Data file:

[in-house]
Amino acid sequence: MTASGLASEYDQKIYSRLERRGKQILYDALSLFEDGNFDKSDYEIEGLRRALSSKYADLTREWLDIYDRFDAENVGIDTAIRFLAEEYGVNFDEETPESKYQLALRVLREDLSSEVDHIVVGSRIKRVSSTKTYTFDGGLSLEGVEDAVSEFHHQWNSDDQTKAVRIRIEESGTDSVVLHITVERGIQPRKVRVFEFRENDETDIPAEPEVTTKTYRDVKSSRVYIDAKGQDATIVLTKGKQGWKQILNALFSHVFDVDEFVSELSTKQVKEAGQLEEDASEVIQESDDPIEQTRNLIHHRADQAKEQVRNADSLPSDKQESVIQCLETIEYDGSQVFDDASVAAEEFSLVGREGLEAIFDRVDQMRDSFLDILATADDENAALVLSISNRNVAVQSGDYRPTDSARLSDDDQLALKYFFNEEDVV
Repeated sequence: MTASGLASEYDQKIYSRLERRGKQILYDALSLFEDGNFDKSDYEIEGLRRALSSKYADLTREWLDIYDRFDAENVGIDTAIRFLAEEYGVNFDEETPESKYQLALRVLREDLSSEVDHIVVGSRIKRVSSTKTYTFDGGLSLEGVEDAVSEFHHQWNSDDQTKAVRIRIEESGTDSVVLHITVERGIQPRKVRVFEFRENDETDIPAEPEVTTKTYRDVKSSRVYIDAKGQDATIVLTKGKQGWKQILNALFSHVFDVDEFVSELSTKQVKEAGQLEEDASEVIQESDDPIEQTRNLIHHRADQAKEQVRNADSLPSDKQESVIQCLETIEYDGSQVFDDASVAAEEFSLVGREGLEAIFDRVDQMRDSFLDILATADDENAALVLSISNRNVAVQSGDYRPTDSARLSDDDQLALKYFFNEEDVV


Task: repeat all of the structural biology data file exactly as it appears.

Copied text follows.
[in-house]
Amino acid sequence: MTASGLASEYDQKIYSRLERRGKQILYDALSLFEDGNFDKSDYEIEGLRRALSSKYADLTREWLDIYDRFDAENVGIDTAIRFLAEEYGVNFDEETPESKYQLALRVLREDLSSEVDHIVVGSRIKRVSSTKTYTFDGGLSLEGVEDAVSEFHHQWNSDDQTKAVRIRIEESGTDSVVLHITVERGIQPRKVRVFEFRENDETDIPAEPEVTTKTYRDVKSSRVYIDAKGQDATIVLTKGKQGWKQILNALFSHVFDVDEFVSELSTKQVKEAGQLEEDASEVIQESDDPIEQTRNLIHHRADQAKEQVRNADSLPSDKQESVIQCLETIEYDGSQVFDDASVAAEEFSLVGREGLEAIFDRVDQMRDSFLDILATADDENAALVLSISNRNVAVQSGDYRPTDSARLSDDDQLALKYFFNEEDVV
Repeated sequence: MTASGLASEYDQKIYSRLERRGKQILYDALSLFEDGNFDKSDYEIEGLRRALSSKYADLTREWLDIYDRFDAENVGIDTAIRFLAEEYGVNFDEETPESKYQLALRVLREDLSSEVDHIVVGSRIKRVSSTKTYTFDGGLSLEGVEDAVSEFHHQWNSDDQTKAVRIRIEESGTDSVVLHITVERGIQPRKVRVFEFRENDETDIPAEPEVTTKTYRDVKSSRVYIDAKGQDATIVLTKGKQGWKQILNALFSHVFDVDEFVSELSTKQVKEAGQLEEDASEVIQESDDPIEQTRNLIHHRADQAKEQVRNADSLPSDKQESVIQCLETIEYDGSQVFDDASVAAEEFSLVGREGLEAIFDRVDQMRDSFLDILATADDENAALVLSISNRNVAVQSGDYRPTDSARLSDDDQLALKYFFNEEDVV